Not getting what you deserve must be frustrating. Just ask Steven Adams.
The 20-year-old center logged just 14.8 minutes per game in his rookie year, with Kendrick Perkins blocking his path to become a starter. But by midseason, it became more and more apparent that Adams deserved a spot in the Oklahoma City Thunder's starting lineup.
With the Thunder's season over, we all know the narrative at this point. Scott Brooks likes playing veterans, and that's how you end up with Perkins starting all 62 games in which he played while averaging 19.5 minutes a night. But especially after Perk's February groin injury, his playing time hit egregious levels of stubbornness.
Adams really did improve throughout the year, and he picked up his game another degree during the postseason.
In some ways, the playing-time increase was kind of arbitrary. Adams deserved minutes long ago, but part of it was because of some learned maturity on the defensive end.
Back in games one though 82, he had to leave early so many times because of those troubles, but during the last two rounds of the playoffs, while playing an even more physical brand of basketball against aggressive teams like the Los Angeles Clippers and San Antonio Spurs, he totaled four or more fouls in a contest just twice in 12 games.
There's a reason we see all these fouls. Adams goes hard on the defensive end and aggressively helps when ball-handlers enter the lane.
That's how he's found success for most of his professional career, but down the stretch of the regular season and into the playoffs, Adams started to hone his craft a bit more.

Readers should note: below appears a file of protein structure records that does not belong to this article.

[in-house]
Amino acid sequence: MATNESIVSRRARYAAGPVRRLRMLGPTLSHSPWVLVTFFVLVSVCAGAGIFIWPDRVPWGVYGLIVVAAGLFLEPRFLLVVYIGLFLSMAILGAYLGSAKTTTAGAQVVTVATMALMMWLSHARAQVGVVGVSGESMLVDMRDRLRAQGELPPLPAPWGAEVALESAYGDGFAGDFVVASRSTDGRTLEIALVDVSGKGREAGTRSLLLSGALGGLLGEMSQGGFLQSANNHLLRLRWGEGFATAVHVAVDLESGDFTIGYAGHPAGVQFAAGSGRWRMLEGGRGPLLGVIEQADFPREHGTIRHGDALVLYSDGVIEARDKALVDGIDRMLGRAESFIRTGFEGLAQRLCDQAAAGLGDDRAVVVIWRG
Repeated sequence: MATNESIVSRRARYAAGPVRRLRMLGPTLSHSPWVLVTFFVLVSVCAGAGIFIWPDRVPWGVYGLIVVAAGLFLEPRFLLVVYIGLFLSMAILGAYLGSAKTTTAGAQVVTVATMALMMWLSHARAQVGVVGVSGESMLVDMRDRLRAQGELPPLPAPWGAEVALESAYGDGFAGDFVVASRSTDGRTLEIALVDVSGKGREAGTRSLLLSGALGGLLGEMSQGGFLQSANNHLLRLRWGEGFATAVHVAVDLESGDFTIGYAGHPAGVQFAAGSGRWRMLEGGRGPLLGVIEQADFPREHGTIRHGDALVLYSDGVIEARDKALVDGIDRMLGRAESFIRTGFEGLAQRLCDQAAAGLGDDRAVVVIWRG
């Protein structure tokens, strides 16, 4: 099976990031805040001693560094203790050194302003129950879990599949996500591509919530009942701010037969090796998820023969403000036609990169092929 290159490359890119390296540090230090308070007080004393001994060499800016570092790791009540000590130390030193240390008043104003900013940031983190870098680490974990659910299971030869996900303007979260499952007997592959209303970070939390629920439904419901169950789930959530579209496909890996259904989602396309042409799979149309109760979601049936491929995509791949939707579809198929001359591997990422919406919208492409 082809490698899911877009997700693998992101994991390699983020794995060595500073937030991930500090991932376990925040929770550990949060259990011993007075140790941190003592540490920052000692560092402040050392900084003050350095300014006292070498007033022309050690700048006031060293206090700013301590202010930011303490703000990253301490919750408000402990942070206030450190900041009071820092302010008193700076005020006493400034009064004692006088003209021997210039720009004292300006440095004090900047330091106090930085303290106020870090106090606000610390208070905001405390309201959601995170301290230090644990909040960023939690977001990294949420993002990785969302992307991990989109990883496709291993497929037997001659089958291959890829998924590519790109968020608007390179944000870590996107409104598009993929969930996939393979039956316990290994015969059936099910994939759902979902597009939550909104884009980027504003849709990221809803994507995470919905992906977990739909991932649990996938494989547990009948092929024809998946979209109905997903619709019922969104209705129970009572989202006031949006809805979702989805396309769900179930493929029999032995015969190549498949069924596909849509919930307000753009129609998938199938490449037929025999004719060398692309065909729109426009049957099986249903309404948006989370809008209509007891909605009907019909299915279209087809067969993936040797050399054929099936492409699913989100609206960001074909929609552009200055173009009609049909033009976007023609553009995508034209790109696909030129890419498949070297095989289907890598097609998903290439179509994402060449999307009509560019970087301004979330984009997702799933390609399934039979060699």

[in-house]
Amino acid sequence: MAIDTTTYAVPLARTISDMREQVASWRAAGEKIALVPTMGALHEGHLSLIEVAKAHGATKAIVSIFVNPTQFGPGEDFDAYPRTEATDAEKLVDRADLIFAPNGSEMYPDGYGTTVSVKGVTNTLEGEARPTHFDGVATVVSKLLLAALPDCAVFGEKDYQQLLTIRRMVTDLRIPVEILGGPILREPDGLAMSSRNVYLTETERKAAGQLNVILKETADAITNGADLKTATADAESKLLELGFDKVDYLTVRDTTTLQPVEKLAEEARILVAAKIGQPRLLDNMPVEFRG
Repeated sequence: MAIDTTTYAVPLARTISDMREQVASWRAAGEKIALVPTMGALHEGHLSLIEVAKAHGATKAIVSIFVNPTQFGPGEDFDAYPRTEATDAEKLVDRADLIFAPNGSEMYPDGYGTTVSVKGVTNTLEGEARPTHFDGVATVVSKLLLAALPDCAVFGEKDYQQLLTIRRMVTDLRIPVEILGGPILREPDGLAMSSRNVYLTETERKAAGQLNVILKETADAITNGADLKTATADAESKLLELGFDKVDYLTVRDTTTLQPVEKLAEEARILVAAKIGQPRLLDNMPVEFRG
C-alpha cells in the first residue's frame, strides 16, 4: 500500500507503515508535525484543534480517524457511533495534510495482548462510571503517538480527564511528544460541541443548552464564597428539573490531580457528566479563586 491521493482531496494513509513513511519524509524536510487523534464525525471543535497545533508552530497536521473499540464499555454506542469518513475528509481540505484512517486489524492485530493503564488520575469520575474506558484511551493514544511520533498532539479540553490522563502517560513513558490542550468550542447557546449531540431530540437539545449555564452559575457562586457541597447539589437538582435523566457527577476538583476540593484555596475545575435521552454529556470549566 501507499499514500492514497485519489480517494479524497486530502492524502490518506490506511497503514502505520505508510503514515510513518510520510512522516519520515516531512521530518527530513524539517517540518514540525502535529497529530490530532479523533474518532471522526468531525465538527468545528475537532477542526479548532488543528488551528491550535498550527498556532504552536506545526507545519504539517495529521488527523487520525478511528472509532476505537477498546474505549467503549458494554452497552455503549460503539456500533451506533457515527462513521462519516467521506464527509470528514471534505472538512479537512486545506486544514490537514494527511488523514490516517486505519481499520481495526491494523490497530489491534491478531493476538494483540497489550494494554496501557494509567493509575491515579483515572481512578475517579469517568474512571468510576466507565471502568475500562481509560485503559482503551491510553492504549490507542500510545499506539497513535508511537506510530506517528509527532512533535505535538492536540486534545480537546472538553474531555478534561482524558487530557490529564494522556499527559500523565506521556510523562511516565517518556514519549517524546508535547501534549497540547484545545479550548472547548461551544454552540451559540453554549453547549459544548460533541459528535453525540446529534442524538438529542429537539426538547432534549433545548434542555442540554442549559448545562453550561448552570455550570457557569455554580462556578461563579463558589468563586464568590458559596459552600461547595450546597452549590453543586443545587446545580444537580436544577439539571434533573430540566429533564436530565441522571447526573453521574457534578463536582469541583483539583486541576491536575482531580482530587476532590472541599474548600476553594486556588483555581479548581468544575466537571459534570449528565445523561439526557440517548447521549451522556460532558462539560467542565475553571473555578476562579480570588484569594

Discipline. It's happening. And considering the kid isn't even old enough to drink yet, we shouldn't be all too surprised that he had all this room to grow.
We saw a great example of Adams' maturity in Game 4 against the Spurs, when he came off Tiago Splitter to stuff Boris Diaw at the rim. As Diaw posts up Kevin Durant, Adams cuts off the lane to Splitter while hanging off him just enough to give him room to help.
After Diaw makes a spin move and gets around KD, Adams shifts toward the ball-handler, but he doesn't want to lose his man so that Diaw, one of the best passing bigs in the league, can find Splitter with an easy dump-off.
So, as Adams goes over to help, he accounts for the Spurs center by reaching out and touching him with his right arm. His eyes can't sense Splitter, but his fingertips sure can:
Then, there's the part that shows real improvement. This is where Adams would get plenty of his fouls. He would lunge. But here, he doesn't do that at all.
Adams leaves the ground a split second after Diaw and goes straight up. Verticality! We're getting it!
Once the rookie knows he has the block, he swats with his right hand. It's a risk, but a calculated one, the type intelligent shot-blockers make. It's not one of those oafish, reckless swats you may see from a less refined rookie.
Here's the play in its entirety:
It's pretty obvious Adams could fit in with Dean Portman and Fulton Reed (Zach Randolph certainly agrees), but he's progressed from being a guy who only uses his body. He's actually, you know, developing real skill.
Scott Brooks noted exactly that talking to Berry Tramel and Anthony Slater of The Oklahoman during the Thunder's playoff run:
As every player in their developmental stage, you can throw more at him and more to him, and he can internalize it. But he still has some ways to go, but he’s off to a good start in his career.
One of the reasons to like Adams is the basketball IQ, his way of knowing how to play help defense. Now, that understanding is starting to translate to the offensive end. Mainly, Adams is actually learning how to pass.
Watch here as Adams flings a no-look pass to Derek Fisher in the corner for a wide-open three in Game 5 against the Spurs:
The awareness to make this pass without looking is tremendous, but really, Adams makes this play before he ever touches the ball. Once he screens Kawhi Leonard, who is guarding Durant, you know someone is going to get open. It begins here:
...Then it's all instinct from there. And the instinct is part of what has gotten better.